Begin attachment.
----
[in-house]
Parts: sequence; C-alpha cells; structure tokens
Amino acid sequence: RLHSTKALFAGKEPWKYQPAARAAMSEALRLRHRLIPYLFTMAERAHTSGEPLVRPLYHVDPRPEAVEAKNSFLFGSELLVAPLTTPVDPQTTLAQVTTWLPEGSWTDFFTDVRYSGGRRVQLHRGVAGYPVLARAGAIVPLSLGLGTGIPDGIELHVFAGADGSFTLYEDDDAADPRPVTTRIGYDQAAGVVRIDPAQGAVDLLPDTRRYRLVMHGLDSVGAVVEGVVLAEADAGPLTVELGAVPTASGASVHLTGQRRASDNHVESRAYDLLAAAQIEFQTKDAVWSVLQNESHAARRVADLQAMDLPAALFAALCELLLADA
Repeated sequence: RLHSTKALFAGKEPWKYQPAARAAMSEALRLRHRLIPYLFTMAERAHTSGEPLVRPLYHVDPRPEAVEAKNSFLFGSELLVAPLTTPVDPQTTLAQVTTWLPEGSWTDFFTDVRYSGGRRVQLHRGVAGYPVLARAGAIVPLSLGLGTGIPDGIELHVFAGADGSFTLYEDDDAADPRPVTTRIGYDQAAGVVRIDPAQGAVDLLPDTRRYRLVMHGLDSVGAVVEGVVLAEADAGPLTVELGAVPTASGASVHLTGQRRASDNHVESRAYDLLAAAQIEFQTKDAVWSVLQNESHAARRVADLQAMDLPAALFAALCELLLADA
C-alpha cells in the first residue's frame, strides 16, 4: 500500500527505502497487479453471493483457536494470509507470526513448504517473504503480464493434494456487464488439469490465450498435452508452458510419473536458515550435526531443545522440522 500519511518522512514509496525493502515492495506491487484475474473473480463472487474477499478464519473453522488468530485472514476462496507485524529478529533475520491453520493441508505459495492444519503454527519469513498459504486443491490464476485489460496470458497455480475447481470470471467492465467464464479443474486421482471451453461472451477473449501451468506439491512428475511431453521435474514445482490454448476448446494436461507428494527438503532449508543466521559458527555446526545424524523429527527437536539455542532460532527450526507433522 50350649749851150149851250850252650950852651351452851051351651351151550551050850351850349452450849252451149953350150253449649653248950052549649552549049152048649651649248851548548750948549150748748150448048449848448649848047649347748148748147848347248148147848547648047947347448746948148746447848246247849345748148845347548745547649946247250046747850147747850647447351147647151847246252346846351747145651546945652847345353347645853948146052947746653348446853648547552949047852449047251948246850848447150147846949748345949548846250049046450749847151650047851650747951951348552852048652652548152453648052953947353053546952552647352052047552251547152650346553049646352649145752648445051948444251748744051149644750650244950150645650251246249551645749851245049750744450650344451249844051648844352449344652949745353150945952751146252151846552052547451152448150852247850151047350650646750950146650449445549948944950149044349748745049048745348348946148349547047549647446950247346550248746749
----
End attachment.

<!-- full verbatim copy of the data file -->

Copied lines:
[in-house]
Parts: sequence; C-alpha cells; structure tokens
Amino acid sequence: RLHSTKALFAGKEPWKYQPAARAAMSEALRLRHRLIPYLFTMAERAHTSGEPLVRPLYHVDPRPEAVEAKNSFLFGSELLVAPLTTPVDPQTTLAQVTTWLPEGSWTDFFTDVRYSGGRRVQLHRGVAGYPVLARAGAIVPLSLGLGTGIPDGIELHVFAGADGSFTLYEDDDAADPRPVTTRIGYDQAAGVVRIDPAQGAVDLLPDTRRYRLVMHGLDSVGAVVEGVVLAEADAGPLTVELGAVPTASGASVHLTGQRRASDNHVESRAYDLLAAAQIEFQTKDAVWSVLQNESHAARRVADLQAMDLPAALFAALCELLLADA
Repeated sequence: RLHSTKALFAGKEPWKYQPAARAAMSEALRLRHRLIPYLFTMAERAHTSGEPLVRPLYHVDPRPEAVEAKNSFLFGSELLVAPLTTPVDPQTTLAQVTTWLPEGSWTDFFTDVRYSGGRRVQLHRGVAGYPVLARAGAIVPLSLGLGTGIPDGIELHVFAGADGSFTLYEDDDAADPRPVTTRIGYDQAAGVVRIDPAQGAVDLLPDTRRYRLVMHGLDSVGAVVEGVVLAEADAGPLTVELGAVPTASGASVHLTGQRRASDNHVESRAYDLLAAAQIEFQTKDAVWSVLQNESHAARRVADLQAMDLPAALFAALCELLLADA
C-alpha cells in the first residue's frame, strides 16, 4: 500500500527505502497487479453471493483457536494470509507470526513448504517473504503480464493434494456487464488439469490465450498435452508452458510419473536458515550435526531443545522440522 500519511518522512514509496525493502515492495506491487484475474473473480463472487474477499478464519473453522488468530485472514476462496507485524529478529533475520491453520493441508505459495492444519503454527519469513498459504486443491490464476485489460496470458497455480475447481470470471467492465467464464479443474486421482471451453461472451477473449501451468506439491512428475511431453521435474514445482490454448476448446494436461507428494527438503532449508543466521559458527555446526545424524523429527527437536539455542532460532527450526507433522 50350649749851150149851250850252650950852651351452851051351651351151550551050850351850349452450849252451149953350150253449649653248950052549649552549049152048649651649248851548548750948549150748748150448048449848448649848047649347748148748147848347248148147848547648047947347448746948148746447848246247849345748148845347548745547649946247250046747850147747850647447351147647151847246252346846351747145651546945652847345353347645853948146052947746653348446853648547552949047852449047251948246850848447150147846949748345949548846250049046450749847151650047851650747951951348552852048652652548152453648052953947353053546952552647352052047552251547152650346553049646352649145752648445051948444251748744051149644750650244950150645650251246249551645749851245049750744450650344451249844051648844352449344652949745353150945952751146252151846552052547451152448150852247850151047350650646750950146650449445549948944950149044349748745049048745348348946148349547047549647446950247346550248746749